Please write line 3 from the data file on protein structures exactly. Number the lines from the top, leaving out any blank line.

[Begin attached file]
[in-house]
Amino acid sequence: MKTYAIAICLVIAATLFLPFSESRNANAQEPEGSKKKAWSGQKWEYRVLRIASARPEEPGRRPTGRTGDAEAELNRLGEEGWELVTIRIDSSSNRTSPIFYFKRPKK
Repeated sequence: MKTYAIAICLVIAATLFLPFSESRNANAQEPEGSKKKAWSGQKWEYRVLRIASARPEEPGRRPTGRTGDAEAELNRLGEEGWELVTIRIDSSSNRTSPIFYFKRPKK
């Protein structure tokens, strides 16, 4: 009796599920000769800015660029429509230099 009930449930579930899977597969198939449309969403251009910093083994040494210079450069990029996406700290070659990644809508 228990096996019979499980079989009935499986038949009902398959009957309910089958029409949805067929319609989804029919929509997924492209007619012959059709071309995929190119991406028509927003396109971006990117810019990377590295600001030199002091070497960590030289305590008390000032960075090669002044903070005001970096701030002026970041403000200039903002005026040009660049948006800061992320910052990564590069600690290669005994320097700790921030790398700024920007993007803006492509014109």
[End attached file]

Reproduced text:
Repeated sequence: MKTYAIAICLVIAATLFLPFSESRNANAQEPEGSKKKAWSGQKWEYRVLRIASARPEEPGRRPTGRTGDAEAELNRLGEEGWELVTIRIDSSSNRTSPIFYFKRPKK